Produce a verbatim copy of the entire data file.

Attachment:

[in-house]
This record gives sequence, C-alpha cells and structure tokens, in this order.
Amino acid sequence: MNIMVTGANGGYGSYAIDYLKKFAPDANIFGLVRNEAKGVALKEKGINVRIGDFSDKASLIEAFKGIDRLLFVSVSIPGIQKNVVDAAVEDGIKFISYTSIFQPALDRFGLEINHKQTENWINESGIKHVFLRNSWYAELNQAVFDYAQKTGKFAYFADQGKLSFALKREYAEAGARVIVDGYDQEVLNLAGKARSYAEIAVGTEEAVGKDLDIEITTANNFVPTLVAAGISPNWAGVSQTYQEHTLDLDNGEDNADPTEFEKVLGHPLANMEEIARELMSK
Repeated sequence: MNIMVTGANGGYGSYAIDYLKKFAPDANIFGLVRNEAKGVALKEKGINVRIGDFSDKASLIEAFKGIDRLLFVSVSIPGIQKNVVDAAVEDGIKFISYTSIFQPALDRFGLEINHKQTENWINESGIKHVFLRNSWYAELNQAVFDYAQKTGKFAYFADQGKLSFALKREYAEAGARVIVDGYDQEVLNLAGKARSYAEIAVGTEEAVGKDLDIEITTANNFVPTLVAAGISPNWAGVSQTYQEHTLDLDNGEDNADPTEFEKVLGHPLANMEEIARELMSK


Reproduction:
[in-house]
This record gives sequence, C-alpha cells and structure tokens, in this order.
Amino acid sequence: MNIMVTGANGGYGSYAIDYLKKFAPDANIFGLVRNEAKGVALKEKGINVRIGDFSDKASLIEAFKGIDRLLFVSVSIPGIQKNVVDAAVEDGIKFISYTSIFQPALDRFGLEINHKQTENWINESGIKHVFLRNSWYAELNQAVFDYAQKTGKFAYFADQGKLSFALKREYAEAGARVIVDGYDQEVLNLAGKARSYAEIAVGTEEAVGKDLDIEITTANNFVPTLVAAGISPNWAGVSQTYQEHTLDLDNGEDNADPTEFEKVLGHPLANMEEIARELMSK
Repeated sequence: MNIMVTGANGGYGSYAIDYLKKFAPDANIFGLVRNEAKGVALKEKGINVRIGDFSDKASLIEAFKGIDRLLFVSVSIPGIQKNVVDAAVEDGIKFISYTSIFQPALDRFGLEINHKQTENWINESGIKHVFLRNSWYAELNQAVFDYAQKTGKFAYFADQGKLSFALKREYAEAGARVIVDGYDQEVLNLAGKARSYAEIAVGTEEAVGKDLDIEITTANNFVPTLVAAGISPNWAGVSQTYQEHTLDLDNGEDNADPTEFEKVLGHPLANMEEIARELMSK